Arlington

November 30, 2013

Father’s illness means little money left for Arlington kids’ gifts

Mom uses part of Goodfellows gift to buy her daughter new shoes to replace the ones with holes.

Five years ago, 49-year-old Ferman’s life turned upside down. And so did his family’s.

That’s when the self-employed Arlington resident was diagnosed with kidney failure.

“It was awakening. It was brutal. It was devastating,” said Ferman, who has been unable to work since. He also has cardiac, lung and liver illness, he said.

Ferman has had about 15 surgeries in five years, he said this week. He has been put on a kidney transplant list and selected twice. The first time, someone else got the organ; the second time he was having lung problems and was placed on hold until those problems are cleared, he said.

But this holiday season, Ferman and his wife, Diana, 49, aren't thinking about his health; they're thinking about their children — a 12-year-old daughter and a 7-year-old son. So they reached out to the Star-Telegram’s Goodfellow Fund to give their kids something for Christmas.

“My daughter is on the A-B honor roll. And my son is a spark plug,” Ferman said. “They’re good kids and that’s why we applied for the help, because these kids really do deserve it.”

Ferman said his wife can’t work outside the home because she has had to take care of the children — and Ferman. It has put a financial strain on the family, he said.

They live on Ferman’s disability, Social Security benefits and food stamps, he said.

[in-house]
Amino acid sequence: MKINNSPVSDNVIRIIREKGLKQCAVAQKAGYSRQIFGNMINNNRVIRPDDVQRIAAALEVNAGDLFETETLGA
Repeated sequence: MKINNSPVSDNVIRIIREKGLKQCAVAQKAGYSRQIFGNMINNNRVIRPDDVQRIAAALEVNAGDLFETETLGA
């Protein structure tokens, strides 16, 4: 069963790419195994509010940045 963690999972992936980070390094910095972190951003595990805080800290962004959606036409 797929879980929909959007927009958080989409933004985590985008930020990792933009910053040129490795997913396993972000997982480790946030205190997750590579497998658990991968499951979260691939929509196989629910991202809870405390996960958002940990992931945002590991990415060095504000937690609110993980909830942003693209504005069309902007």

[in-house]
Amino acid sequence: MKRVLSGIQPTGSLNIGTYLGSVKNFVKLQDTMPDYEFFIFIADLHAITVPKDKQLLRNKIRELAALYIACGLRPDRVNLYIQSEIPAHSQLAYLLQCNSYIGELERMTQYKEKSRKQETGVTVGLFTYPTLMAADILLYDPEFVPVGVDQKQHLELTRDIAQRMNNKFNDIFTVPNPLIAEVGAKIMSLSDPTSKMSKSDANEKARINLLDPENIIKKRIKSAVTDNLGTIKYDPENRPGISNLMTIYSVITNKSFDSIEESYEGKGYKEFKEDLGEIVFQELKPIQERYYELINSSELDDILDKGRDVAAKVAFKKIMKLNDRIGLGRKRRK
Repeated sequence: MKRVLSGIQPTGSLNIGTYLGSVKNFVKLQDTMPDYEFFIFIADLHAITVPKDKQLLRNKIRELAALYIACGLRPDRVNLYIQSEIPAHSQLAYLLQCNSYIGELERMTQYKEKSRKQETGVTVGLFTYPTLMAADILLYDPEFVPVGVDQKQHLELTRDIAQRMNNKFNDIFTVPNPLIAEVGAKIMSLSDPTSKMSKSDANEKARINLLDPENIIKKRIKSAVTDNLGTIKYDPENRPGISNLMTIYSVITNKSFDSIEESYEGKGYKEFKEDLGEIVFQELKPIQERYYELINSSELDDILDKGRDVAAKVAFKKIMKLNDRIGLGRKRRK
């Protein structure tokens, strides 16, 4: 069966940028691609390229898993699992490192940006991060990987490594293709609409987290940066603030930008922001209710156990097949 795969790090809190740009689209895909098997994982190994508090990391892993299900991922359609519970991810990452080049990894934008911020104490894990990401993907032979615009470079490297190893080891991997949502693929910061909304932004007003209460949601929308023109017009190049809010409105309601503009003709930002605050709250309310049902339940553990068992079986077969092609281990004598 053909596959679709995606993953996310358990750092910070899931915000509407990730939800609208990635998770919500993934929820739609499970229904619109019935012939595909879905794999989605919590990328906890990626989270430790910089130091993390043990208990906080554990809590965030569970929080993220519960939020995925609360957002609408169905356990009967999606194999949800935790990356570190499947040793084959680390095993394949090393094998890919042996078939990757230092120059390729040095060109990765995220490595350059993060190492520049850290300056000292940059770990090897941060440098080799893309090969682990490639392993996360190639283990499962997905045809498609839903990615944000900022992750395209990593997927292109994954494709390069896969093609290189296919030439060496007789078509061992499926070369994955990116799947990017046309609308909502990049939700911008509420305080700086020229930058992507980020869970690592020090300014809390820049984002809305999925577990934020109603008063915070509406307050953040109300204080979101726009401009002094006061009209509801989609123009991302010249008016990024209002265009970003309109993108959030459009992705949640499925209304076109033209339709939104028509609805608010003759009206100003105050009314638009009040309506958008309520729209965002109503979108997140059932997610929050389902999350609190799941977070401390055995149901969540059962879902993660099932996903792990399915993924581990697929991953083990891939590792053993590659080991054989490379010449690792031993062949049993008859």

“We do the best we can,” Diana said. “My children’s clothing consists of hand-me-downs, garage-sale finds and thrift-store buys. We’re two months behind paying for oil for our truck. We can only pay some bills some months. Sometimes we don’t have enough groceries, so I have to go to the food pantry. So something like Christmas, we just can’t provide for it.”

With help from Goodfellows, Diana said, she bought her daughter a pair of black tennis shoes, a purchase that couldn’t wait for Christmas — her old shoes had holes in them. Diana said she plans to shop the holiday sales with the rest of the aid. Her son still needs a pair of pants and shoes.

But for now, Ferman, Diana and their two children are thankful for what they do have, they said.

“Through it all, we’ve remained strong,” Ferman said. “I just know I’m going to bounce back.”

Diana said their struggles have helped shape them into the family they have become.

“My husband may not be able to do things for us, but he’s a motivator. He may not be able to provide financially for us, but his confidence, I appreciate that,” she said.

“I think his illness has changed us as a family. We appreciate everything we get. And I know the kids do, too.”

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